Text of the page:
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Why Does My Puppy Keep Sneezing? 7 Vet-Reviewed Reasons

Rachel Giordano

By Rachel Giordano

golden retriever puppy with no teeth

Vet approved

Dr. Karyn Kanowski Photo

Reviewed & Fact-Checked By

Dr. Karyn Kanowski

BVSc MRCVS (Veterinarian)

The information is current and up-to-date in accordance with the latest veterinarian research.

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Sneezing is a mechanism the body uses to clear the nasal cavity of irritants, like dust or pollen, which are commonly inhaled through the nose. Sneezing not only happens in humans but also our pets, as they have noses and nasal cavities, after all! But is there ever a cause for concern? Specifically, does your puppy keep sneezing?

If so, the cause could be simple and nothing to worry about, or there could be something else going on. In this post, we’ll list the seven typical reasons why puppies sneeze.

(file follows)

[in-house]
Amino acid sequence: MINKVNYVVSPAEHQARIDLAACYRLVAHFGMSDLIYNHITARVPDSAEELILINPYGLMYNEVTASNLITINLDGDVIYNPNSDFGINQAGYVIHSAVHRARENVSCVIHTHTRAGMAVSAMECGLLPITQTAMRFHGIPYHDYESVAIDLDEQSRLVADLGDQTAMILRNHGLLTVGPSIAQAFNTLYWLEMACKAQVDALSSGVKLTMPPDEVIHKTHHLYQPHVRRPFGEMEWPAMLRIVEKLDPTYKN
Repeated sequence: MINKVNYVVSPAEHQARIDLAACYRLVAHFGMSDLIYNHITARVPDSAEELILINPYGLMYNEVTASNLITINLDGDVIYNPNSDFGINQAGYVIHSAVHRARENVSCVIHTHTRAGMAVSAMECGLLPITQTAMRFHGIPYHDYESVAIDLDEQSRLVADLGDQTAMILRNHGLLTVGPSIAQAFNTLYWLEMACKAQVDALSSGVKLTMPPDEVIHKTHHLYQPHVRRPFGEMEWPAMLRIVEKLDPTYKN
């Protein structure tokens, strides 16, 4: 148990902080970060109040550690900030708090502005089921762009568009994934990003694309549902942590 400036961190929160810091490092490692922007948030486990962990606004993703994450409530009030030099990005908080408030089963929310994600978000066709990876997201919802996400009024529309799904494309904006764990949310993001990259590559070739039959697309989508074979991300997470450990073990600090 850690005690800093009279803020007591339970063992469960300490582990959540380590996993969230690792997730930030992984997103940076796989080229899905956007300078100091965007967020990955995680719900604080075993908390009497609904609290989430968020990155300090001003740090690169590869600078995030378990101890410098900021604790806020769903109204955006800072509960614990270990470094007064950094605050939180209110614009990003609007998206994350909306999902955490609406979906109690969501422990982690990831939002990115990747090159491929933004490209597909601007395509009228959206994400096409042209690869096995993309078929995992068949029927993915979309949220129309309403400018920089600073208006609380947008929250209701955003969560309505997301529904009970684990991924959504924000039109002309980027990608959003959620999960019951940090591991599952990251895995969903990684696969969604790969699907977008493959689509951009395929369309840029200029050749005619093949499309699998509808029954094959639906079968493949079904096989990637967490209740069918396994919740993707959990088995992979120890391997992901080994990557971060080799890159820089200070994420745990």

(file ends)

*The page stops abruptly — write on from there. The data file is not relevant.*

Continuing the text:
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The 7 Reasons Why Your Puppy Might Keep Sneezing

1. Allergies

Allergies can wreak havoc on our sinuses and are the most common cause of sneezing. Allergy symptoms are similar in puppies as in humans, and the causes are usually environmental. If your puppy is allergic to something in the environment, then sneezing, chest congestion, and a runny nose soon follow. It’s wise to take your little puppy to the vet if the sneezing is persistent to determine the cause, which could range from the trees in the area, certain plants, mold, dust mites, or even a food allergy.

Cute brown puppy lying on the grass
Image Credit: LaurieCadman, Shutterstock

2. Inhaled Irritants

Dogs use their sense of smell to navigate the world. For puppies, the world is brand new, and you better believe they will check out anything and everything. That said, your puppy could be sneezing due to inhaled irritants in the home, such as perfume, carpet powders, air fresheners, hair spray, cigarette smoke, cleaning products, and other potential irritants. Dust is a common culprit, and chances are your puppy is inhaling dust when inspecting his surroundings, but the cause could be other irritants.


3. Foreign Bodies